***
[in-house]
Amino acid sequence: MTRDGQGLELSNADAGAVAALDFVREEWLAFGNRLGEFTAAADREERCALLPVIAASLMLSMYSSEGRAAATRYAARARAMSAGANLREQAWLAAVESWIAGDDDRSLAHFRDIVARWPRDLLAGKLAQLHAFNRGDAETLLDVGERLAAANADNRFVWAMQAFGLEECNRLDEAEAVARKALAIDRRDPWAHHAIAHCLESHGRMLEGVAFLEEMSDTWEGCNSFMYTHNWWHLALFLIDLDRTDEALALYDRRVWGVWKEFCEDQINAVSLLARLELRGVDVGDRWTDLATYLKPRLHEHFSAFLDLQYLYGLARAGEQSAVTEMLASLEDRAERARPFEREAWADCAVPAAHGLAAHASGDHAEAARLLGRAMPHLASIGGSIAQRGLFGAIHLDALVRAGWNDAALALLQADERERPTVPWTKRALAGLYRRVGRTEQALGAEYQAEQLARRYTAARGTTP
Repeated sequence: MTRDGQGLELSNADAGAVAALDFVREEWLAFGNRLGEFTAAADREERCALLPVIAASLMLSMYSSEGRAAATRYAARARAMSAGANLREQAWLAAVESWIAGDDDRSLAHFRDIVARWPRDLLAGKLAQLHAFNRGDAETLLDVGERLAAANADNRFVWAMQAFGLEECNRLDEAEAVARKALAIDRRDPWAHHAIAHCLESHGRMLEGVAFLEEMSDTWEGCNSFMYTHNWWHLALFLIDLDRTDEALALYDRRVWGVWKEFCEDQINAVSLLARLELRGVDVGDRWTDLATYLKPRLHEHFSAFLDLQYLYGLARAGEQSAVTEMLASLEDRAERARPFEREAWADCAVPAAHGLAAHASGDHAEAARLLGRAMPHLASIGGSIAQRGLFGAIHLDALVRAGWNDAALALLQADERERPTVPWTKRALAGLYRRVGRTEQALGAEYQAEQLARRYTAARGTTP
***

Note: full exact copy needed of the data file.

[in-house]
Amino acid sequence: MTRDGQGLELSNADAGAVAALDFVREEWLAFGNRLGEFTAAADREERCALLPVIAASLMLSMYSSEGRAAATRYAARARAMSAGANLREQAWLAAVESWIAGDDDRSLAHFRDIVARWPRDLLAGKLAQLHAFNRGDAETLLDVGERLAAANADNRFVWAMQAFGLEECNRLDEAEAVARKALAIDRRDPWAHHAIAHCLESHGRMLEGVAFLEEMSDTWEGCNSFMYTHNWWHLALFLIDLDRTDEALALYDRRVWGVWKEFCEDQINAVSLLARLELRGVDVGDRWTDLATYLKPRLHEHFSAFLDLQYLYGLARAGEQSAVTEMLASLEDRAERARPFEREAWADCAVPAAHGLAAHASGDHAEAARLLGRAMPHLASIGGSIAQRGLFGAIHLDALVRAGWNDAALALLQADERERPTVPWTKRALAGLYRRVGRTEQALGAEYQAEQLARRYTAARGTTP
Repeated sequence: MTRDGQGLELSNADAGAVAALDFVREEWLAFGNRLGEFTAAADREERCALLPVIAASLMLSMYSSEGRAAATRYAARARAMSAGANLREQAWLAAVESWIAGDDDRSLAHFRDIVARWPRDLLAGKLAQLHAFNRGDAETLLDVGERLAAANADNRFVWAMQAFGLEECNRLDEAEAVARKALAIDRRDPWAHHAIAHCLESHGRMLEGVAFLEEMSDTWEGCNSFMYTHNWWHLALFLIDLDRTDEALALYDRRVWGVWKEFCEDQINAVSLLARLELRGVDVGDRWTDLATYLKPRLHEHFSAFLDLQYLYGLARAGEQSAVTEMLASLEDRAERARPFEREAWADCAVPAAHGLAAHASGDHAEAARLLGRAMPHLASIGGSIAQRGLFGAIHLDALVRAGWNDAALALLQADERERPTVPWTKRALAGLYRRVGRTEQALGAEYQAEQLARRYTAARGTTP